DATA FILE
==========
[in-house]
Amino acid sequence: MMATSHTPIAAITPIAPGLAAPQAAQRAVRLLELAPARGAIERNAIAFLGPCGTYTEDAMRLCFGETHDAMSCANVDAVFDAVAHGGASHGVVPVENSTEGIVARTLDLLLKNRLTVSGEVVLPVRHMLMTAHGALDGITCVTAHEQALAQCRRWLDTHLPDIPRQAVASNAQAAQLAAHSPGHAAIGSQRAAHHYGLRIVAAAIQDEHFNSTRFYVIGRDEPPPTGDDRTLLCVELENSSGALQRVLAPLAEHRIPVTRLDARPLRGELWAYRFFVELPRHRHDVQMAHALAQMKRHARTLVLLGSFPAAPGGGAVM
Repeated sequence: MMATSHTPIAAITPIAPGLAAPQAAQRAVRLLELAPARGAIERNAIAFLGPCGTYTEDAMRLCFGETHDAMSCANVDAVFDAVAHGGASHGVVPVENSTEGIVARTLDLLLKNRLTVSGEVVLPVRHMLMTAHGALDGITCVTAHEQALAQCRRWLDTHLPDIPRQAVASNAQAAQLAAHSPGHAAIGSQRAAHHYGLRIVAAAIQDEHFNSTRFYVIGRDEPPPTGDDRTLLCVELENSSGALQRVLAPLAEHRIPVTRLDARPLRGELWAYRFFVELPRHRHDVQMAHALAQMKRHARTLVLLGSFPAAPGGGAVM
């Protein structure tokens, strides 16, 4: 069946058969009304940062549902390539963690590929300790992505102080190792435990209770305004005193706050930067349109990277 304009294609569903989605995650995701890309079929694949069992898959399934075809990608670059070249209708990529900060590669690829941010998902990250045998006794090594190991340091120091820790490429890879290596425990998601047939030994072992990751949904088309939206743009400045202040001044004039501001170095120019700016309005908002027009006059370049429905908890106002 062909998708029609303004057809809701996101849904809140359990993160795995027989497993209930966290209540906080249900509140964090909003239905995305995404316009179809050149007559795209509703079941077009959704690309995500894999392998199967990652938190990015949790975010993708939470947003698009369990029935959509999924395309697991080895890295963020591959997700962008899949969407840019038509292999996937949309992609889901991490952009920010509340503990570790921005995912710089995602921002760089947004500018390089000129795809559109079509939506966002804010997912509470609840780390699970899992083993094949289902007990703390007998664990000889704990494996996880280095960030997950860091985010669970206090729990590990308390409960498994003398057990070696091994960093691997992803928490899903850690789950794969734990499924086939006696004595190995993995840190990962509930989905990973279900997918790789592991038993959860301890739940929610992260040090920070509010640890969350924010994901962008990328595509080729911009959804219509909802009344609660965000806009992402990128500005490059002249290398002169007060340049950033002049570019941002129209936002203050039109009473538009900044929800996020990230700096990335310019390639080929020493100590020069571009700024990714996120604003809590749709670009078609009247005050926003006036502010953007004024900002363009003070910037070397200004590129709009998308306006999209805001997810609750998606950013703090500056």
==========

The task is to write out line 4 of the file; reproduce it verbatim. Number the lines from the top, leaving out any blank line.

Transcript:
């Protein structure tokens, strides 16, 4: 069946058969009304940062549902390539963690590929300790992505102080190792435990209770305004005193706050930067349109990277 304009294609569903989605995650995701890309079929694949069992898959399934075809990608670059070249209708990529900060590669690829941010998902990250045998006794090594190991340091120091820790490429890879290596425990998601047939030994072992990751949904088309939206743009400045202040001044004039501001170095120019700016309005908002027009006059370049429905908890106002 062909998708029609303004057809809701996101849904809140359990993160795995027989497993209930966290209540906080249900509140964090909003239905995305995404316009179809050149007559795209509703079941077009959704690309995500894999392998199967990652938190990015949790975010993708939470947003698009369990029935959509999924395309697991080895890295963020591959997700962008899949969407840019038509292999996937949309992609889901991490952009920010509340503990570790921005995912710089995602921002760089947004500018390089000129795809559109079509939506966002804010997912509470609840780390699970899992083993094949289902007990703390007998664990000889704990494996996880280095960030997950860091985010669970206090729990590990308390409960498994003398057990070696091994960093691997992803928490899903850690789950794969734990499924086939006696004595190995993995840190990962509930989905990973279900997918790789592991038993959860301890739940929610992260040090920070509010640890969350924010994901962008990328595509080729911009959804219509909802009344609660965000806009992402990128500005490059002249290398002169007060340049950033002049570019941002129209936002203050039109009473538009900044929800996020990230700096990335310019390639080929020493100590020069571009700024990714996120604003809590749709670009078609009247005050926003006036502010953007004024900002363009003070910037070397200004590129709009998308306006999209805001997810609750998606950013703090500056």